This fascinating website reacts to moving your mouse across the screen

In an era where an AI can redesign a living room with the click of a button, the lines between what’s real and what’s not are blurring every day. And with the rise of augmented and virtual reality, the physical and digital worlds are merging into one at lightning speed. This blurring of lines can sometimes be unsettling and downright frivolous to others, but for one designer it has become the essence of a compelling new brand identity.

[Image: TLA]

In a masterful move that blends interactive design with hyper-realism, New York designer Talia Cotton, who is one of the leading graphic designers of the moment embracing the possibilities of code, has come up with an intriguing website that reacts to the movement of a cursor by the user around the page. Designed for a new PR agency called The Last Agency, the website (and accompanying brand identity) consists of a single landing page and a full-screen wallpaper of a scratched steel surface that looks eerily real. As you move your cursor, the light seems to bounce off the steel, like tilting a piece of metal in the sun. The underlying design principles are reminiscent of 1980s skeuomorphic design, but with one important differentiating factor: it doesn’t sacrifice behavior for style. Think of it as skeuomorphic design 2.0 with a clear goal: borrow from the real world to spawn a new, trustworthy business in the digital space.

[Image: TLA]

It all starts with a brief that called for a brand identity that was both nostalgic and avant-garde. “IBM meets TWA,” says Cotton. (The original logo was designed by graphic designer Hannah Nathans and is closer to IBM, but Cotton gave it a “TWA” twist by adjusting it so that the thickness of each strip decreases with each letter, suggesting a evolution.)

Once the logo was in place, Cotton went through a dozen wildly contrasting iterations of the website, always experimenting with those blurred boundaries between the physical and digital realms. In one version, she played with Moiré, where two ruled patterns overlap to create a sense of movement. In another, she was inspired by the type of shadows blinds might cast on a wall, except in this case the shadows spelled “The Last Agency” and the angle of the shadow varied depending on the time and day you visited the website. . “I really liked the idea of ​​bringing this to the digital realm,” she says.

[Image: TLA]

Eventually, the team landed on the substance of steel, which is meant to evoke resilience and the idea that it’s “the last agency you’ll ever need,” Cotton says. Here again, it was essential to anchor the website in real materiality. “It was less about a nod to the past and more about the physical qualities of something eternal,” she says.

Cotton started with a scratched steel surface that looks like it’s been through a lot. But the real magic happens when you move the cursor across the page, which causes the light to move very smoothly across the font on the screen. “The whole site is an illusion,” says Cotton. “It looks like 3D and it isn’t.”

[Image: TLA]

For an added layer of interaction, Cotton hid a fun “easter egg” on the landing page. If you press the letter “c”, a camera icon appears in the lower right corner. Click to allow the site to use your front-facing camera, and you’ll find a very blurry version of your face reflected against the steel background. As the light on the screen changes with the movement of your head, the physical quality of the digital image becomes even more compelling.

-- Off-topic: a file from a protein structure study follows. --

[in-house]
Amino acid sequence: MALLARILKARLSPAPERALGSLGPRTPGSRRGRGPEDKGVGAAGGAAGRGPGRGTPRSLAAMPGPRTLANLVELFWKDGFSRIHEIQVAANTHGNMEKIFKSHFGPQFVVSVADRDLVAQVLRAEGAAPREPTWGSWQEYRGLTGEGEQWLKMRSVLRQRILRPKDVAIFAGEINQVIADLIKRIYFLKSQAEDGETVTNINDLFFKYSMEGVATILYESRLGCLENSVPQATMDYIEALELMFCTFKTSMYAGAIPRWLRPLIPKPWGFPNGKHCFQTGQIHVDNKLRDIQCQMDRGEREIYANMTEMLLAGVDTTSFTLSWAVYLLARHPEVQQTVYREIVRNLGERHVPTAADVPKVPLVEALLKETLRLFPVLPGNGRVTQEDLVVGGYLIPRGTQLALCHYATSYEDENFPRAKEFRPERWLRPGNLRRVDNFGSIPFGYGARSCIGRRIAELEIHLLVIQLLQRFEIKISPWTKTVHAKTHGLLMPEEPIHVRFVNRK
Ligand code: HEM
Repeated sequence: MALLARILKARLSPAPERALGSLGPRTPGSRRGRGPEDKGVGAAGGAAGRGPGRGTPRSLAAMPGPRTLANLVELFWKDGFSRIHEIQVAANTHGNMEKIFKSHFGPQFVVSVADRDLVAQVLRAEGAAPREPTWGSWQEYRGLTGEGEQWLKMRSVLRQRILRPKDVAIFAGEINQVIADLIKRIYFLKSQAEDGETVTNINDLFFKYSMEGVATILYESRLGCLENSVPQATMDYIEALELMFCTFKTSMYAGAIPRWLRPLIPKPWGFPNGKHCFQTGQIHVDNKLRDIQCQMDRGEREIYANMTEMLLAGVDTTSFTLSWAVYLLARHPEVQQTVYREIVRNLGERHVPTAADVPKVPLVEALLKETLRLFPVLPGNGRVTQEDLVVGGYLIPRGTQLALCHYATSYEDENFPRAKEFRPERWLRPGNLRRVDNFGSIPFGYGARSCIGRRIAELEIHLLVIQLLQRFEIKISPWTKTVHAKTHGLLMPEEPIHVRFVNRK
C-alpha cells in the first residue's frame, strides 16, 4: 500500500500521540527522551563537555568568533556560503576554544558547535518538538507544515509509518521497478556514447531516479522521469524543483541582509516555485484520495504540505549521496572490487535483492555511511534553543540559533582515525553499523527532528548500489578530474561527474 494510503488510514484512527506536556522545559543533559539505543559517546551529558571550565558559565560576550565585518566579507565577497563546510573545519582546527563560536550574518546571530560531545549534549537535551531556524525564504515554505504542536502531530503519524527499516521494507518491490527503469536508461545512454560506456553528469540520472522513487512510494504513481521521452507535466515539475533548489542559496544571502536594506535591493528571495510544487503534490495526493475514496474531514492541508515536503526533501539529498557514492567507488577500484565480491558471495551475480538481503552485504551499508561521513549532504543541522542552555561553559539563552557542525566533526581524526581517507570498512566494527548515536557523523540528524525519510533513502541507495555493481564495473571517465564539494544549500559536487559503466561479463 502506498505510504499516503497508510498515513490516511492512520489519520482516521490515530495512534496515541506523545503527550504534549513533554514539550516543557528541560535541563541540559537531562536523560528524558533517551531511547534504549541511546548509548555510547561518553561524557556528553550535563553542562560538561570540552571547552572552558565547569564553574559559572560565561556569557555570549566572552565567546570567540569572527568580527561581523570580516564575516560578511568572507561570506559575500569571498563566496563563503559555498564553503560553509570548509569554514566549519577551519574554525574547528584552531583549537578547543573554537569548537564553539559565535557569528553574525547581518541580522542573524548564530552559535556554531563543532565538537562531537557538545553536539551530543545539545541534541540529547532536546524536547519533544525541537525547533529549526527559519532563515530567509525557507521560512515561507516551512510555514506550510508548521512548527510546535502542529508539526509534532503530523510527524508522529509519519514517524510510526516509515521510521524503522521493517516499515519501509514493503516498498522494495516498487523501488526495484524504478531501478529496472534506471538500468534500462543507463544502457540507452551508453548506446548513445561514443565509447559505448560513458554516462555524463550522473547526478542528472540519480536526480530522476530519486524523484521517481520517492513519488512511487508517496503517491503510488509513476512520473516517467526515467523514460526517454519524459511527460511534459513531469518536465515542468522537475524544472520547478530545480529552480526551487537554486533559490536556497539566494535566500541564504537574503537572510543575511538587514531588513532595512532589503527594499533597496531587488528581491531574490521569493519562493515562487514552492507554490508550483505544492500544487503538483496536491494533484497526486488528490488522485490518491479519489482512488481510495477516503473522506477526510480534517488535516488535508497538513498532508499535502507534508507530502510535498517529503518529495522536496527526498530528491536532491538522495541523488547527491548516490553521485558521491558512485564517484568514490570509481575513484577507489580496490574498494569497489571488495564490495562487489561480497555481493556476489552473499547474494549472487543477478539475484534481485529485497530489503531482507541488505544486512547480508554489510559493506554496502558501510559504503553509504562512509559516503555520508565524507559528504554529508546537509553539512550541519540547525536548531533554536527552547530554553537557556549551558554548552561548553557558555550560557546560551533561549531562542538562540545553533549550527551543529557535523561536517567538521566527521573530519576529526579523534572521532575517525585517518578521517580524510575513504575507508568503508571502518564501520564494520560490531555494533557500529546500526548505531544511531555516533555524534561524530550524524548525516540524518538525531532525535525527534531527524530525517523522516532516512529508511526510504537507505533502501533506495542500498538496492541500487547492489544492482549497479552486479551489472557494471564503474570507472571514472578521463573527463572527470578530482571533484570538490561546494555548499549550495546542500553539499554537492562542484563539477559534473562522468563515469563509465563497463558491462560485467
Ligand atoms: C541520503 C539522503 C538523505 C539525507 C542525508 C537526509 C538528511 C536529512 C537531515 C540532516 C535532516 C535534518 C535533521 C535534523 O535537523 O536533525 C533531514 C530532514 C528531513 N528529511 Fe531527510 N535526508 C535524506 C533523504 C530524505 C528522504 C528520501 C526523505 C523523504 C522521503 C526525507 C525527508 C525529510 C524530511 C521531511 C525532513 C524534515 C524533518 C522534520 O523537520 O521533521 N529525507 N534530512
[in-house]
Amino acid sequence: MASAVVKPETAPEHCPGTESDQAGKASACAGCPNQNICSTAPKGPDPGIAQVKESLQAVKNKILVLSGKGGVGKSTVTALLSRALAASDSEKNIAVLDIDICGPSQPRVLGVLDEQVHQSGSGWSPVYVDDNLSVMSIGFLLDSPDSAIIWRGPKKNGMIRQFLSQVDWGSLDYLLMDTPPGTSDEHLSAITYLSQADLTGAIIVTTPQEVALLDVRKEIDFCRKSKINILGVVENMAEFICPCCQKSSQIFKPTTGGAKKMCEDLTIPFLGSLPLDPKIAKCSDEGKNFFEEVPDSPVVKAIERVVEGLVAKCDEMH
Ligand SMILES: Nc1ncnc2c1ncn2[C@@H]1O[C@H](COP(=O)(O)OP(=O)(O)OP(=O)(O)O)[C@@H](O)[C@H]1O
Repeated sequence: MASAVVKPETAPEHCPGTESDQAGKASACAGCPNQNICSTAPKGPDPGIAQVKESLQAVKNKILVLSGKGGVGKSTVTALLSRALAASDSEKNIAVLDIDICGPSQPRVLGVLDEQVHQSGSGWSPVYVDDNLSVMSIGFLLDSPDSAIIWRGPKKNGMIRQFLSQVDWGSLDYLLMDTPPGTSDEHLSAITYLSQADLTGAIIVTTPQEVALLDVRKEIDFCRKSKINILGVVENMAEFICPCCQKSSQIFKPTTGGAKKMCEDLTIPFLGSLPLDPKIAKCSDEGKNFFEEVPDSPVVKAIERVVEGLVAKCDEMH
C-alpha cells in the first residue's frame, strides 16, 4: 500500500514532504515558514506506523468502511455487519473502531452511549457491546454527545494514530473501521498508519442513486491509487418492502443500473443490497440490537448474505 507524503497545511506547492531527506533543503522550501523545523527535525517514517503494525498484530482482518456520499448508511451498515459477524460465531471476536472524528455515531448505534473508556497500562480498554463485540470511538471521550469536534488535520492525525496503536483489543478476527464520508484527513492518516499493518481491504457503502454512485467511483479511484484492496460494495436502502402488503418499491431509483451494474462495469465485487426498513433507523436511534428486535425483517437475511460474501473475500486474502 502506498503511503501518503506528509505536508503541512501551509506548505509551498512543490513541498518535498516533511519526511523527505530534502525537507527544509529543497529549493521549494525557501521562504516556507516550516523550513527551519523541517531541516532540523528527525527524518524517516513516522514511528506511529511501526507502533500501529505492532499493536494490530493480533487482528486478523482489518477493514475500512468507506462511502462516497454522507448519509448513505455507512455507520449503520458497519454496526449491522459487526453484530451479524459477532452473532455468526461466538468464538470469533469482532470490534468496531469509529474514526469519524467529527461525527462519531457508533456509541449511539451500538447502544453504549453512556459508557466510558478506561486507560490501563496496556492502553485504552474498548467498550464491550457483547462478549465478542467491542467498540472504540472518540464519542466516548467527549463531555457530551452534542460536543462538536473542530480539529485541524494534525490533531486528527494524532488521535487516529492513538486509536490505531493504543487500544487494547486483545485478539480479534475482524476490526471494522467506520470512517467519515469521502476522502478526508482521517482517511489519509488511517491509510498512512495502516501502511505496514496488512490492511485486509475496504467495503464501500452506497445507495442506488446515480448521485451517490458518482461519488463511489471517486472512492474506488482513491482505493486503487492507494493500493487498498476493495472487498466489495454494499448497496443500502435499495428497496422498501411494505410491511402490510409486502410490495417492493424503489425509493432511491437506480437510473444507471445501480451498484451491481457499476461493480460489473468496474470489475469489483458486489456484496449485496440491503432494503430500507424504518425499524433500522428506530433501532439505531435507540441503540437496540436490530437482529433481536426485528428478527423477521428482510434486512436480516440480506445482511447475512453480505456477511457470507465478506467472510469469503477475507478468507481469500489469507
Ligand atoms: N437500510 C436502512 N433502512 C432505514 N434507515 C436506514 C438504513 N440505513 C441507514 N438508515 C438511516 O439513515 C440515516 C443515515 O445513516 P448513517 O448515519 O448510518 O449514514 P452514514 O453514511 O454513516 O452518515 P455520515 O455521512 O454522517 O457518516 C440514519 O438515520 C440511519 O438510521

[Image: TLA]

The experience is reminiscent of skeuomorphic design for a reason. The original goal of skeuomorphism was to paint scary technology as something more familiar and accessible, and Cotton arguably does this by covering the website’s landing page with a hyper-realistic steel texture. But Cotton isn’t just reviving skeuomorphic design in a more modern way, she’s using it for an entirely different purpose: building trust. You could call it skeuomorphic design 2.0.

[Image: TLA]

To be fair, Cotton is a little reticent about the skeuomorphic design label. “It’s hard to take it at face value without imposing a historical connotation regarding its interface design trends,” she says of a movement that introduced digital pages that mimic the way a page would flip in real life, or a camera phone making the shutter sound of an analog camera. But she agrees with an updated definition of the term, where the skeuomorphic design exemplifies something that looks realistic (scratched steel glinting in the sun) but more importantly, lets you interact with it. realistically too.

It’s a fun user experience, but it’s also functional. “I find that in design, the more real something looks, the more trustworthy it seems,” she says, comparing a color photograph to an illustration. “And I think it was necessary to set the tone for The Last Agency as trustworthy because they’re so new.”

[Image: TLA]

Ironically, Cotton doesn’t think the same principle applies to physical brand assets like its business card or letterhead, both of which use a different black-and-white version of the logo. “I think it only works as an app on the web,” Cotton says. “As soon as you replicate that web experience in the physical world, it loses half of its meaning.”

About Nereida Nystrom

Check Also

Business Spotlight | Brainstorm Boutique offers great ideas for businesses

THE O’DELLS The South Good business marketing requires a mix of things: good ideas, clear …